What does your cat say?
Soon you can find out what your cat's meow, purr, growling or hissing means. A new research project will investigate how cats talk with us humans – and how we speak to them.
Humans and cats have lived together for 10,000 years; during that time, a kind of communication has developed between us. But still little is known about what this communication looks like.
This will be remedied through the new "Meowsic" (Melody in human–cat communication) research project. By studying communication between approximately 30 cats and their owners, researchers hope to get answers as to what the melody (or prosody) in cats' – and their owners' – speech looks like. Linguist Robert Eklund is doing his best to "scrape together" cats and cat owners for the project. The cats should preferably live in different areas of the country, as Mr Eklund believes that cats also speak dialects.
"There is research showing that finback whales have dialects – they found six different dialects in northern Norway alone. As regards cats, it's likely because they mimic their owners, but we don't know. Yet," says Mr Eklund, reader in computational linguistics and senior lecturer in language, culture, and phonetics at Linköping University.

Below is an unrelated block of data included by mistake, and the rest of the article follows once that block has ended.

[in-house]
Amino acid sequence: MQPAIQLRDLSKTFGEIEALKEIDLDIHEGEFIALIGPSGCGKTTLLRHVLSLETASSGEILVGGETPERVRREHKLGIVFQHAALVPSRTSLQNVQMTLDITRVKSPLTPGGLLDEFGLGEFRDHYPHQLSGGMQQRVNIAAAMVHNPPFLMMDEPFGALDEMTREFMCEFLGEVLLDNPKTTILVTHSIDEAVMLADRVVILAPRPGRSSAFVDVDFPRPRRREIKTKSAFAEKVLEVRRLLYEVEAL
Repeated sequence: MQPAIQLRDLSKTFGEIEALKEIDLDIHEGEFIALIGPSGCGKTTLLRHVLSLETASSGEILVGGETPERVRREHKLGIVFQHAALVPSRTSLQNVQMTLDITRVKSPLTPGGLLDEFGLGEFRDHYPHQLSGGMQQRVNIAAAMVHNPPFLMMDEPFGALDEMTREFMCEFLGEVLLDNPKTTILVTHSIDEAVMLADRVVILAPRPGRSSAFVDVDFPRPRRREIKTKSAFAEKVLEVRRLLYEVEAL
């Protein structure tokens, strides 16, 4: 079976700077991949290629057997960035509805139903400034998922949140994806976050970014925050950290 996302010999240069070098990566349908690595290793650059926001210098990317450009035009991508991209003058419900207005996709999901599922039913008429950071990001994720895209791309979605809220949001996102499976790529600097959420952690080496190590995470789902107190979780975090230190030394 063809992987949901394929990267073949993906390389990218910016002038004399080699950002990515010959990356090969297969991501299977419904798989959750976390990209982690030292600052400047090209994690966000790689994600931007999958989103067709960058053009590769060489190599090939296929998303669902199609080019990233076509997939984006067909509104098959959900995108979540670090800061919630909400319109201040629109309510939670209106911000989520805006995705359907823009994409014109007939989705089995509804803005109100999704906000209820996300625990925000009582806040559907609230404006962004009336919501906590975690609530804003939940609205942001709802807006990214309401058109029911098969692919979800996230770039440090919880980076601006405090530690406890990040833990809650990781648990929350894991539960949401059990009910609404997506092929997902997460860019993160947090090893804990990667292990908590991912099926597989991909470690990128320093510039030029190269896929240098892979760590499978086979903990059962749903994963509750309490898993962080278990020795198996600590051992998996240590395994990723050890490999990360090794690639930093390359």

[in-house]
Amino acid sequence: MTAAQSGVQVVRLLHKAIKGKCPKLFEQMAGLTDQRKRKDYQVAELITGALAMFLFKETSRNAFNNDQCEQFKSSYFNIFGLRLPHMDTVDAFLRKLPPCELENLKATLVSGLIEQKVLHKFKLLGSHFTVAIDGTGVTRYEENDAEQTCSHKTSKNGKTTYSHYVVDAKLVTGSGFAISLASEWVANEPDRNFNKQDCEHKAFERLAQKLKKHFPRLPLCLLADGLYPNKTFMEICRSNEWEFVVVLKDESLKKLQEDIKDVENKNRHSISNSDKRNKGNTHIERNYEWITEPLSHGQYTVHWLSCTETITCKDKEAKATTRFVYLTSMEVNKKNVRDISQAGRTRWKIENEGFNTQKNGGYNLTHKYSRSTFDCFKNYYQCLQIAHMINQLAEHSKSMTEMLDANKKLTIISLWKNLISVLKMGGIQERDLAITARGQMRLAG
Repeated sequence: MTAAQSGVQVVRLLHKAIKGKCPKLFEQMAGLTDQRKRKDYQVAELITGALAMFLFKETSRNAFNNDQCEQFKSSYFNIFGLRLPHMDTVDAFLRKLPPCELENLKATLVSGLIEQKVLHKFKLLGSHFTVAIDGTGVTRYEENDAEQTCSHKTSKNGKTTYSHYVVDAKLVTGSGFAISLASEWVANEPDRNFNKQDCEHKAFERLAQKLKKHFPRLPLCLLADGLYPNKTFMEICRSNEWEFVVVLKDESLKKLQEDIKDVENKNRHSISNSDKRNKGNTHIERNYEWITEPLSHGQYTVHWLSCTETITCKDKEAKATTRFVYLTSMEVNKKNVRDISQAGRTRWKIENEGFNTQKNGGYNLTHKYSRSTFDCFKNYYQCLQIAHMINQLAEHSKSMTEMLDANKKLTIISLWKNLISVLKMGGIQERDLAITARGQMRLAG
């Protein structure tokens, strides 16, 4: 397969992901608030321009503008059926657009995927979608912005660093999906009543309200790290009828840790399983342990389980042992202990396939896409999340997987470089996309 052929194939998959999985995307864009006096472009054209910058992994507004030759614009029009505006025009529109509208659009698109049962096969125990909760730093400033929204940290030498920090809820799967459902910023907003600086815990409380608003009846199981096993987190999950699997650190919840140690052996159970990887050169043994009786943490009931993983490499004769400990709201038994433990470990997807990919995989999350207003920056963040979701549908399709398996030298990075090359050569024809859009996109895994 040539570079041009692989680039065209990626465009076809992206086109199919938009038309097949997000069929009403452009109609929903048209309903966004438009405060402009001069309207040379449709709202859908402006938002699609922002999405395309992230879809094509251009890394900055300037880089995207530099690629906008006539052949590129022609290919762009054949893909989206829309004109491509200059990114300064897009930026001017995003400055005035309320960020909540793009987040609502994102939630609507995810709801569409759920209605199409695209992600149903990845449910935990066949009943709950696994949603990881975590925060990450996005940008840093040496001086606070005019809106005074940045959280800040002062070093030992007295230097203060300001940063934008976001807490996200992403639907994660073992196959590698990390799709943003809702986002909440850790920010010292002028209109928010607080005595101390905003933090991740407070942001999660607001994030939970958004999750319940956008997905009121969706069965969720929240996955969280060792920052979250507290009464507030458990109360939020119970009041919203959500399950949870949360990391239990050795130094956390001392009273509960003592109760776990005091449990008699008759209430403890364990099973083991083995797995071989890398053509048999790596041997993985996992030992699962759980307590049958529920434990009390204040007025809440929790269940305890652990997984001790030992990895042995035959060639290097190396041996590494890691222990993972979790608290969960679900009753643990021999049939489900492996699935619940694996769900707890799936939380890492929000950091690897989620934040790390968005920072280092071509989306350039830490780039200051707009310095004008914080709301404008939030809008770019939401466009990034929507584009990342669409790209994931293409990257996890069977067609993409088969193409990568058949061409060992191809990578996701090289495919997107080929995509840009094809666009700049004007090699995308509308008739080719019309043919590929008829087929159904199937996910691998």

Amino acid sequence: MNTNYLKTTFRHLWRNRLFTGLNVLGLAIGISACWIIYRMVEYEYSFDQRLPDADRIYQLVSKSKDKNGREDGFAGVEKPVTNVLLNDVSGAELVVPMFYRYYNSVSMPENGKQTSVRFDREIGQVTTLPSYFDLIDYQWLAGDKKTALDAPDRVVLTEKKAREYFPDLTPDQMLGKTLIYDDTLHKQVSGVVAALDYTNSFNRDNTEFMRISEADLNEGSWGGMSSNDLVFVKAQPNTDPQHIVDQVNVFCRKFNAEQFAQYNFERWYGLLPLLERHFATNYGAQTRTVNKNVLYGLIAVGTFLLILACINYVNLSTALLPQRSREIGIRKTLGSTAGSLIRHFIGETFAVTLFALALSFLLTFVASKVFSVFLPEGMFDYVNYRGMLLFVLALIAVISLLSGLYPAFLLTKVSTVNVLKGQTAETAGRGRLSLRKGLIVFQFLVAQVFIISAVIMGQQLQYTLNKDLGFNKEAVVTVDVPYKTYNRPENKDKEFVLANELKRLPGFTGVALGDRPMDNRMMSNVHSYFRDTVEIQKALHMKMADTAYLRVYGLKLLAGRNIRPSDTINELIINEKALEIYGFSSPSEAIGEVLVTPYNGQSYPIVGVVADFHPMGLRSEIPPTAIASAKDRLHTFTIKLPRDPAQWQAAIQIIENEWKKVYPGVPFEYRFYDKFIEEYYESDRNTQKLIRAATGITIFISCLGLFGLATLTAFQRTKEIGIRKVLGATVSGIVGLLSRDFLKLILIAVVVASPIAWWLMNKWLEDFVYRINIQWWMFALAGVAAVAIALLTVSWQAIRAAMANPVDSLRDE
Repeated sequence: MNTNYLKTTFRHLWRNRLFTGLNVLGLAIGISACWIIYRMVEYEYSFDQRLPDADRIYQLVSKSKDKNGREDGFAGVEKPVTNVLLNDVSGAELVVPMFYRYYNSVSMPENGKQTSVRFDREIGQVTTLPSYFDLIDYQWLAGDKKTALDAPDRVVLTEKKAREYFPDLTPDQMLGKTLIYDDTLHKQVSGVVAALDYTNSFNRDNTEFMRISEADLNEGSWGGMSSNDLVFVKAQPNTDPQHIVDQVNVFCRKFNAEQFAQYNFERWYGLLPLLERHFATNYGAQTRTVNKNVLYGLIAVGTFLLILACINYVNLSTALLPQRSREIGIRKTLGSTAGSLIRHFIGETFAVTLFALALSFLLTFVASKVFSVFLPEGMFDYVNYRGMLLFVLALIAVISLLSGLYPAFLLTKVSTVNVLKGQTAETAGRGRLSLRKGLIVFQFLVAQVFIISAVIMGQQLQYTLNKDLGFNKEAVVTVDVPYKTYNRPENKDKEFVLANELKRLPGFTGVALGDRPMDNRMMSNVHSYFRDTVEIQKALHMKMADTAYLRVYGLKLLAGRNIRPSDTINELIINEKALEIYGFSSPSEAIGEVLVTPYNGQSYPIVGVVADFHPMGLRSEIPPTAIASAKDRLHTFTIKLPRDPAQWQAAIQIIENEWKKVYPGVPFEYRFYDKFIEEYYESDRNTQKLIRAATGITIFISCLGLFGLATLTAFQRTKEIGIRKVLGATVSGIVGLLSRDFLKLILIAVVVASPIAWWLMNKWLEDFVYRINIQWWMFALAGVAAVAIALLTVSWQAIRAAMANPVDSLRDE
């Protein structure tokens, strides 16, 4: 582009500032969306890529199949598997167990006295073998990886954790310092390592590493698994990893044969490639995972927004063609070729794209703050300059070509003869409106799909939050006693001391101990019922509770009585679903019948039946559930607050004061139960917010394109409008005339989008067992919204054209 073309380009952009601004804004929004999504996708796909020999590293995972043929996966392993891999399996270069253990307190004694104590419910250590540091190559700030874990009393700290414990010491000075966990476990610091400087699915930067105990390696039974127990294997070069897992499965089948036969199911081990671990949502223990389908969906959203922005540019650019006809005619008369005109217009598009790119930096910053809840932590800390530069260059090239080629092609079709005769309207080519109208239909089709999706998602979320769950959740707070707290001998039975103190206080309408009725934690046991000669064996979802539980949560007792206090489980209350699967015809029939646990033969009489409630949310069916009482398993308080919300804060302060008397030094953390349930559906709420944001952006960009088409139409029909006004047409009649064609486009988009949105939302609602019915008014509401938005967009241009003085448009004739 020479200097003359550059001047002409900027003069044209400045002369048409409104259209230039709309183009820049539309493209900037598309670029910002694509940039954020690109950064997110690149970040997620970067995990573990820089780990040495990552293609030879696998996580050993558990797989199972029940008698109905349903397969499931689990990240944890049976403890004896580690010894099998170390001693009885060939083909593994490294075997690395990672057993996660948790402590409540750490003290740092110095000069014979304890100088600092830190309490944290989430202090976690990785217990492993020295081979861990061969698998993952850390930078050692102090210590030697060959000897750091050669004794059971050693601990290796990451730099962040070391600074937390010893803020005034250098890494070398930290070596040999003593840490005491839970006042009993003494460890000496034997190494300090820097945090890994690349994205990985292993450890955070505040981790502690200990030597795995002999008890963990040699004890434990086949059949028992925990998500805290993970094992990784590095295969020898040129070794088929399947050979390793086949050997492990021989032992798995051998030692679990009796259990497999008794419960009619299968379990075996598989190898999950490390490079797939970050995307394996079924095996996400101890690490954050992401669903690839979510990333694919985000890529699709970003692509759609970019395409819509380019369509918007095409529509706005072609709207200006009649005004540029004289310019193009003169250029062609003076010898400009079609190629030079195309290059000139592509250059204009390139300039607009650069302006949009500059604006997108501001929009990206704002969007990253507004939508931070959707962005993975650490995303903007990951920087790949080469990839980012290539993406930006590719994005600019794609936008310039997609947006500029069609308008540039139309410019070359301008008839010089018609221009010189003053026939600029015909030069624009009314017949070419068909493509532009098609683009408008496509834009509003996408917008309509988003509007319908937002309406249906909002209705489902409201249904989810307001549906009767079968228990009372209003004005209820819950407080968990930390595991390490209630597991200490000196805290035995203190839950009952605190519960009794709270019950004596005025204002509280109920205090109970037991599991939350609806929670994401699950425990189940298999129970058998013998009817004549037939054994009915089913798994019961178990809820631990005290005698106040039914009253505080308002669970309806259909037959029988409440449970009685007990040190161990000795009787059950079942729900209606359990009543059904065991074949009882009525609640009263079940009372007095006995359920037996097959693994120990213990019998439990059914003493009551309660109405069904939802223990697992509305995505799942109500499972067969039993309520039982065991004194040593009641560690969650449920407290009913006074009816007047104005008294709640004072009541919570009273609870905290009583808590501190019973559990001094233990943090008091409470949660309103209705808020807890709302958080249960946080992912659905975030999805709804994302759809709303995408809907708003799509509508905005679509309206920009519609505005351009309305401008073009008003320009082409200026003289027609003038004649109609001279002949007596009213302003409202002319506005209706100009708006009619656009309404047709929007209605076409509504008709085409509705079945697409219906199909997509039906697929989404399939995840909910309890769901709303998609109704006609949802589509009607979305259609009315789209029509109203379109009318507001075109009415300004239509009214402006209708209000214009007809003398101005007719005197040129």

The cats that participate in the project will be filmed in their homes together with their owners. Since cats are curious creatures, the cameras will be set up a few days before recording so that they will get acquainted with the equipment. Then everyday situations such as feeding and play will be recorded.
"We'll also challenge the cats a little bit, for example by petting them so they make contented sounds, and then pet them a little harder to see how they communicate when they become irritated," Mr Eklund says.
They will also study how cats communicate with each other and how that differs from communication with people. Another part of the project consists of studying how cat owners' speech sounds, and how that affects the cats.
From wildcats to housecats
Strictly speaking, it was wild cats that were the focus of Mr Eklund's research as a linguist. But when he met Susanne Schötz, reader in phonetics from Lund University, at a conference he realised that between the two of them they could contribute to research into the cries of cats. Mr Eklund has studied things such as the purr of wild felines, the roar of lions, and the agonistic ("angry") cries of leopards. Ms Schötz, on the other hand, was entirely focused on the communication of the housecat.
Mr Ekluns argues that the knowledge they bring in through the project could be used in a range of contexts. How cats express themselves is important knowledge for veterinarians; cats are also being used to an ever greater extent in health care – retirement homes, for example – and by better understanding cats, we will also know what they want.
The data gathered over the course of the project will be collected in a sound database open to those who are interested.
Will your own cats participate in the project?
"No, I'm allergic. I don't have any cats. I take a lot of allergy pills. But it's worth it."